A 300-year-old bur oak tree in South Point Park near Nicholasville Road that the city deemed dangerous was cut down on Thursday and Friday.
Workers and neighbors found three young raccoons living in the 65-foot tree's giant trunk.
The city deemed the tree hazardous because its trunk was hollow and rotting in the center, making it possibly unstable, and it was within feet of a playground and nearby homes.
A lightning strike, which might have happened 200 years ago, opened the bark and let fungi and bugs into the tree's center, said arborist David Leonard, who monitored the tree for the city.
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"The bur oaks live so long, and they're the dominant thing in the landscape, so they tend to get hit quite often," Leonard said.
When a limb fell onto a nearby homeowner's yard, he called the city and asked that the tree be analyzed.
"The homeowner was really wanting the tree gone," Leonard said. "It was a hazardous tree as it was, and it needed to be either reduced or removed."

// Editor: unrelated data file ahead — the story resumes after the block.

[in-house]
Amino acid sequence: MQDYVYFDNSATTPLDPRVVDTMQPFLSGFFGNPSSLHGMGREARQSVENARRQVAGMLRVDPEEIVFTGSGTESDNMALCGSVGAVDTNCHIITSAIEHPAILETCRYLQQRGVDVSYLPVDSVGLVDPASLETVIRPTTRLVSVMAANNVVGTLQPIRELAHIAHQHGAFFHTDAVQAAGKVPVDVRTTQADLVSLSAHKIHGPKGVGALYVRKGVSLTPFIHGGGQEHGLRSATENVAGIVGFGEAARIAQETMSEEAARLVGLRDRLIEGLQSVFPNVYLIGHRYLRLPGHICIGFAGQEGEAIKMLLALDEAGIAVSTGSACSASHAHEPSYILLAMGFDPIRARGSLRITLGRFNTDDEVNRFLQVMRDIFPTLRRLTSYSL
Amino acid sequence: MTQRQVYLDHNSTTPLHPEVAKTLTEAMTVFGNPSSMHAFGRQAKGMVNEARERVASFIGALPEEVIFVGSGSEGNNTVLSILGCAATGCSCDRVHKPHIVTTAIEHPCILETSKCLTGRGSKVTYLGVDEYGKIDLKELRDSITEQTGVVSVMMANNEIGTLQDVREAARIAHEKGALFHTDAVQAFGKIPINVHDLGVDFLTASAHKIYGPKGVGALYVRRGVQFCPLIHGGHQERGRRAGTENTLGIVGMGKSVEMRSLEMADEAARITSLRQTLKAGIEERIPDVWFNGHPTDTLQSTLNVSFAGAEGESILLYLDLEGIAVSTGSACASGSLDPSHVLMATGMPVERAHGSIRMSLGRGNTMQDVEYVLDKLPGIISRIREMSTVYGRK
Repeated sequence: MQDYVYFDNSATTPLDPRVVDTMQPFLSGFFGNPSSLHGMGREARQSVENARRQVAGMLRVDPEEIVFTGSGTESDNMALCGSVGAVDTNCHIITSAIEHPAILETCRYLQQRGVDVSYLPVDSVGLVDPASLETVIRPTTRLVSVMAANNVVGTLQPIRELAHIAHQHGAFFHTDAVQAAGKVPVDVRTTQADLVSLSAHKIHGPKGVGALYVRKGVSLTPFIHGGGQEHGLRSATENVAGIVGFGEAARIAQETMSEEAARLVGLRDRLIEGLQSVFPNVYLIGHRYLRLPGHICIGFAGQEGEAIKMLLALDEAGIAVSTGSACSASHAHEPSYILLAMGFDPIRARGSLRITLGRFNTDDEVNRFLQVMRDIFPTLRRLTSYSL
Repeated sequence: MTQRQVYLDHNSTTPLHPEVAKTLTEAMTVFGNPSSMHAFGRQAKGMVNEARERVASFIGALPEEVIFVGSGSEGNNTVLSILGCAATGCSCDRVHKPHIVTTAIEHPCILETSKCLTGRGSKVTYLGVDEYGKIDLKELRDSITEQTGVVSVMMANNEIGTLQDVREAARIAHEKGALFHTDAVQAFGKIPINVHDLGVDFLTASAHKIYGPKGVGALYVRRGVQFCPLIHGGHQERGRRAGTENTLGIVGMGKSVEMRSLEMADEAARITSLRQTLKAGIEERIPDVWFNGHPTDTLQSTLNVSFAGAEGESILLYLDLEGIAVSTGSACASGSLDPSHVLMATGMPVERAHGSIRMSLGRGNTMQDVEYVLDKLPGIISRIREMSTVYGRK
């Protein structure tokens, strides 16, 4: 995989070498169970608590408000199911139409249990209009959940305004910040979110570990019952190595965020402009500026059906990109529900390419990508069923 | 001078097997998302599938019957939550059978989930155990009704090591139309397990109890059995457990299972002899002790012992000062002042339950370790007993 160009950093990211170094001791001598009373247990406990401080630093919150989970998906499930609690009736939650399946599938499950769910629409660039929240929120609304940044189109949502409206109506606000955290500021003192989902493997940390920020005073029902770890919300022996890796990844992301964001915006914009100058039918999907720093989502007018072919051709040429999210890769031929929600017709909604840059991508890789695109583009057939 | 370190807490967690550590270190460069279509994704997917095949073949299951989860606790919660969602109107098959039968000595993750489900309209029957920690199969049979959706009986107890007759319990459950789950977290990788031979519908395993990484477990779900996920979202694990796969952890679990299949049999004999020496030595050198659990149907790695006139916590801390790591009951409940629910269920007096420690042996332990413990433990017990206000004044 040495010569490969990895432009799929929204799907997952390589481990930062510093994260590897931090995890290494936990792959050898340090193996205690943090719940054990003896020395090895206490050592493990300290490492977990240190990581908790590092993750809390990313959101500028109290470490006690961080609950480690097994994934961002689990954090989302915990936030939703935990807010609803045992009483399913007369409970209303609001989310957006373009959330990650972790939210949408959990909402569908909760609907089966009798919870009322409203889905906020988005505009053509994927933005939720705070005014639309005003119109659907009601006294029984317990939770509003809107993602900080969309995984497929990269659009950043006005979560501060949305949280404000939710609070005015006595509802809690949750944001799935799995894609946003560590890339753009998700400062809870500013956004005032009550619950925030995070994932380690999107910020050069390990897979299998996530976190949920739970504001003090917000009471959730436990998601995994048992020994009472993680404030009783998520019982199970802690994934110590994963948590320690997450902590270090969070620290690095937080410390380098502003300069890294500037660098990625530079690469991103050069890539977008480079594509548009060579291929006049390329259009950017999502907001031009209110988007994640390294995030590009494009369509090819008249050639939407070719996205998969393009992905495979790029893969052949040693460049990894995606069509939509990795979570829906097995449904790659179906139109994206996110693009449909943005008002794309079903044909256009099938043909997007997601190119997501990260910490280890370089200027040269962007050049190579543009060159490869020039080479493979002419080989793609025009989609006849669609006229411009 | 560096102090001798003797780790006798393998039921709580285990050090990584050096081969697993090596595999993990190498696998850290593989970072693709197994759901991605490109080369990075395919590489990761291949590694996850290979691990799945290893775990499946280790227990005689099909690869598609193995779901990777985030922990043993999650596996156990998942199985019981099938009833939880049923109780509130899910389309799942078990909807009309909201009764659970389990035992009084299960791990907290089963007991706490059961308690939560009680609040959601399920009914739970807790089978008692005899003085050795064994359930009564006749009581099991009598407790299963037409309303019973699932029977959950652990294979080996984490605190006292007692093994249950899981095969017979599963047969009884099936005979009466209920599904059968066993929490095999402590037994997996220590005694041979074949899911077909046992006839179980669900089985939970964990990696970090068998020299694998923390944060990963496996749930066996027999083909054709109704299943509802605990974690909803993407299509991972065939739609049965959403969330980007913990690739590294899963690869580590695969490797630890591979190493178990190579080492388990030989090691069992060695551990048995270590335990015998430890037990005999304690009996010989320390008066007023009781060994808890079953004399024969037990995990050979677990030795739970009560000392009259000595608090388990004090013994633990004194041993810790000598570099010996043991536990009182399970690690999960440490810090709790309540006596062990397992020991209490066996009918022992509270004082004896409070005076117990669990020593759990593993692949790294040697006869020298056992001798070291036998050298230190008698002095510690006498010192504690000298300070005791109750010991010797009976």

Bob Justice, who lives next to the park, said a similar tree about 30 feet away fell and broke his fence, so he said he wanted to be rid of the old oak before anything else happened.
"It's only by the grace of God that it didn't fall down when the playground was full of kids," Justice said.
The city leans on the side of caution when there are plenty of valuable things a tree can land on, said Tim Queary, the city's urban forester. In this case, there was the playground, multiple houses and power lines.
Leonard said that because the tree was pruned on one side, it was weighted toward the playground.
"That's a very difficult decision to make, to remove a tree of that age," Queary said. "If the trunk were solid and it was sound, then we probably would have just pruned the tree."
Bur oaks can live as long as 500 years. It's not clear how many are left in the Bluegrass, the only part of Kentucky where they grow, but it is clear that the number is decreasing, Queary said.
In Bluegrass Land and Life, biologist Mary Wharton wrote that there were 178 bur oaks visible from Fayette County public roads in 1978. Thomas Kimmerer, chief scientist at Venerable Trees Inc., said that there are now just 43. Most of the trees have disappeared because of development, Kimmerer said.
The University of Kentucky Arboretum and McConnell Springs will display some pieces of the tree. The rest of it was either put through a wood chipper or given to neighbors for firewood.